Throughout my reread of IDW’s Angelverse work, it’s become increasingly clear that the “Spike” titles tend to be better than the “Angel” titles. There are some exceptions: “Spike: The Devil You Know” is not very good, and some “Angel” yarns are outstanding. But generally, your odds of getting a great tale are better with “Spike,” and it’s because Brian Lynch – with whom Joss Whedon co-wrote the canonical “Angel: After the Fall” — writes most of them, and Franco Urru does the art for most of Lynch’s work.
Spike and Illyria go off on their own adventures toward the end of the period of IDW’s “Angel” ongoing series. Two four-issue miniseries — “Spike: The Devil You Know” and “Illyria: Haunted” – let us know what they’re up to, with varying degrees of entertainment value.
Starting with three transitional issues (36-38) where they share plotting and scripting duties with Bill Willingham, the duo of David Tischman and Mariah Huehner takes IDW’s “Angel” series to the finish line in Issues 36-44 (August 2010-April 2011). It’s a notch below Willingham’s run on Issues 28-35 that breathed new life into the title: not terrible, but there’s also a reason why these issues didn’t stick in my head as well as “Buffy” Season 8, which was published by Dark Horse at the same time.
The first 27 issues of IDW’s main “Angel” title were collected under the “Season Six” banner, and that works out well because writer Bill Willingham’s run on the series from Issues 28-35 (December 2009-July 2010) feels like the launch of a new season – in a good way. While “After the Fall” (Issues 1-17) was strong, the title lost focus and momentum after that. Willingham, working with artists Brian Denham (28-32) and Elena Casagrande (33-35), brings a confident sense of direction to what I like to call “Season Seven.” And the artists also draw a Kate who looks like Kate for the first time in too long.
IDW was champing at the bit to continue Illyria’s story upon acquiring the “Angel” license, both because her character arc was left hanging and because she cuts a fine figure as a badass comic-book heroine (or villain, or anti-heroine, or whatever). She appears on the cover art of a lot of the early issues, even if she is just on hand to make a jab or two about the pathetic weakness of humans.
When IDW first picked up the “Angel” license, it delivered hesitant stories – with the exception of the “Spike” titles – up until the canonical Joss Whedon-plotted “After the Fall” (Issues 1-17 of the ongoing series). Embarking on the remainder of the “Angel” ongoing series (which will go up to Issue 44), IDW is back to being unsure of how it wants to proceed. The opener, “Aftermath,” is the worst “Angel” comic arc up to this point, and while it gets better after that, there’s little forward momentum for the main title in 2009.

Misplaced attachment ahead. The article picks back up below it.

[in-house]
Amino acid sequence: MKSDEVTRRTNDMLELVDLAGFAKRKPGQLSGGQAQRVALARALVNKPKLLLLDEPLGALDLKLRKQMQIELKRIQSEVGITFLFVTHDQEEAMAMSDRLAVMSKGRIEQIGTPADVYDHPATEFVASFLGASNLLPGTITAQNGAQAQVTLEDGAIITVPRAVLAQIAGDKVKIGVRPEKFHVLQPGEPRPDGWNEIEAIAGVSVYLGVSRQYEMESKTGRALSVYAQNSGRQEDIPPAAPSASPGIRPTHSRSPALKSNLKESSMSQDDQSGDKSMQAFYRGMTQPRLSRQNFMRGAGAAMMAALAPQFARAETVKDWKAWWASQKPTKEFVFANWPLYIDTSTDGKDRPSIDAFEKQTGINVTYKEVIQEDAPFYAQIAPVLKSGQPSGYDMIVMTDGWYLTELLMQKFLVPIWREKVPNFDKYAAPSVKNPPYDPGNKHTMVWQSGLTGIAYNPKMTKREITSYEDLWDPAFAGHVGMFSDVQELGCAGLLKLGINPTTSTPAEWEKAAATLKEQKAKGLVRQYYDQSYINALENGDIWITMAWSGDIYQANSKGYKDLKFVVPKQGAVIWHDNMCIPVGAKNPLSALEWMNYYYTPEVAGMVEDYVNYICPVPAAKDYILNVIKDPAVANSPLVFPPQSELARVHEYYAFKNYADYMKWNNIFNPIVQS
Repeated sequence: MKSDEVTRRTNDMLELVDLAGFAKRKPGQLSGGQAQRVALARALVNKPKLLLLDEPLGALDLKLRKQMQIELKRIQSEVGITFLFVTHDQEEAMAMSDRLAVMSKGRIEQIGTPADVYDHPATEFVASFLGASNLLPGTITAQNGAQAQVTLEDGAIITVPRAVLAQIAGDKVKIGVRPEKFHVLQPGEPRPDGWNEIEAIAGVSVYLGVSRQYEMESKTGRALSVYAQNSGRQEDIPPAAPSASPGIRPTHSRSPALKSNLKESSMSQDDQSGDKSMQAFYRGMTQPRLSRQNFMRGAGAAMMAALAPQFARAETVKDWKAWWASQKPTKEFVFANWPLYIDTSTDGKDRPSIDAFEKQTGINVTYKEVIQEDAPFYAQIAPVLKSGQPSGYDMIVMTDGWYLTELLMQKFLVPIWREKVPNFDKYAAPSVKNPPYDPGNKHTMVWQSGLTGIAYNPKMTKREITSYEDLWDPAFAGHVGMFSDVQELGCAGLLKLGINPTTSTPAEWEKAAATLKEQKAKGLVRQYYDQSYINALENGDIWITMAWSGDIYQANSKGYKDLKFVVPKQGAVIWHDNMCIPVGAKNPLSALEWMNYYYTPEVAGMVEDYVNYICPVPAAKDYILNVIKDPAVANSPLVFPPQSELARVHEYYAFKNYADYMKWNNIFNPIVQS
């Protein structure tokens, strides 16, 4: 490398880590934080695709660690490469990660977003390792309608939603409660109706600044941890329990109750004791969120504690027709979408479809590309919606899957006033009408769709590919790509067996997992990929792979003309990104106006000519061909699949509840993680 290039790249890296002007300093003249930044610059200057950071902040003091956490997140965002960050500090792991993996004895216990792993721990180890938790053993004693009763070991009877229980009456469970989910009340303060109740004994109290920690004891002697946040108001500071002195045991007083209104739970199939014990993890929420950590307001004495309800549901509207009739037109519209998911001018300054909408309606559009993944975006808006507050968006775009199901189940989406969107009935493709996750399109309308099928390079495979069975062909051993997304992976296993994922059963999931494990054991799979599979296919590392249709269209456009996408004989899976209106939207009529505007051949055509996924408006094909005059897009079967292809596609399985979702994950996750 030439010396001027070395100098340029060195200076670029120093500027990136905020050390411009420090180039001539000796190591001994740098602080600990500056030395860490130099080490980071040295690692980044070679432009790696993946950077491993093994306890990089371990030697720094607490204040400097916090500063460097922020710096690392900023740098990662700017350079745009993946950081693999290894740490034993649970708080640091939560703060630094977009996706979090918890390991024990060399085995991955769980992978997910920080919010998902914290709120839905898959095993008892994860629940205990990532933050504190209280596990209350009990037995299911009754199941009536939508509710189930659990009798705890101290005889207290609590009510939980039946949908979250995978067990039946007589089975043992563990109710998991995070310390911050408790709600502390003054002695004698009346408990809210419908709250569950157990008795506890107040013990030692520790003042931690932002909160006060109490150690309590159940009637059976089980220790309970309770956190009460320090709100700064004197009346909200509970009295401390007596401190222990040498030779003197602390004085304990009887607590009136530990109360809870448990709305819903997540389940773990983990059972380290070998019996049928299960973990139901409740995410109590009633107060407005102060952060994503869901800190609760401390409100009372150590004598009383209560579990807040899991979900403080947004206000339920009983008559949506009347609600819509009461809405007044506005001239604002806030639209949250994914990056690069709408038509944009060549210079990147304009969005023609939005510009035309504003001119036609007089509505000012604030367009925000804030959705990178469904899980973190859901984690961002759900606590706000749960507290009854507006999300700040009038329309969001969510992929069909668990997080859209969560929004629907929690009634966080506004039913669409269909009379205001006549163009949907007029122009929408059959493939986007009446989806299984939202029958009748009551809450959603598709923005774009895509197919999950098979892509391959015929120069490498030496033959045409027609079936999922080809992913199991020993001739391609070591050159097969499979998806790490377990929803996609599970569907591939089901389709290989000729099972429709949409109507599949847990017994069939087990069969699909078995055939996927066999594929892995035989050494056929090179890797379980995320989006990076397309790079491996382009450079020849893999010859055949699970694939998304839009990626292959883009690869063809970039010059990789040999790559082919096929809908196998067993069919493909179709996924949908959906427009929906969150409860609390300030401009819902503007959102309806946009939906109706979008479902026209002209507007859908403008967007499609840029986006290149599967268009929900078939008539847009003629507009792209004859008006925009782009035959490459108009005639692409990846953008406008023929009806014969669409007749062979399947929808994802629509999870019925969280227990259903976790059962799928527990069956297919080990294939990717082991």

“Spike: After the Fall” (July-October 2008) caps a trilogy of “Spike” titles – following “Asylum” and “Shadow Puppets” – from writer Brian Lynch and artist Franco Urru, as Spike falls in with new allies in late Season 5 and post-Season 5 of “Angel.” However, the allies in “After the Fall” are different from Team Spike in the previous volumes; that group is in Las Vegas and is none the wiser about Los Angeles’ descent into a hell dimension.
After the “First Night” interlude (Issues 6-8), IDW’s “Angel” returns to the main storyline of “After the Fall” having lost its momentum. Although still plotted by Joss Whedon and scripted by Brian Lynch, the arc feels like it is treading water, with a lot of talking. It also doesn’t help that Franco Urru is mostly absent from Issues 9-14, as he was working on “Spike: After the Fall.” Before his return for the grand finale, there’s a shortage of dynamism in the panels.
Looking for a “Valerian” fix after last year’s movie, “Valerian and the City of a Thousand Planets,” I’m delving into the comics that started it all, by Frenchmen Pierre Christin (writer) and Jean-Claude Mezieres (pencils and inks). Here’s a look at the final volume, an epilogue of sorts that isn’t included in the collected volumes from Cinebook.
Looking for a “Valerian” fix after last year’s movie, “Valerian and the City of a Thousand Planets,” I’m delving into the comics that started it all, by Frenchmen Pierre Christin (writer) and Jean-Claude Mezieres (pencils and inks). “The Complete Collection, Volume 7” includes the conclusive trilogy: “At the Edge of the Great Void” (2004), “The Order of the Stones” (2007) and “The Time Opener” (2010). It looks like this will be the final collection from Cinebook, but I’ll be back to review to the uncollected coda volume, “Memories from the Futures.”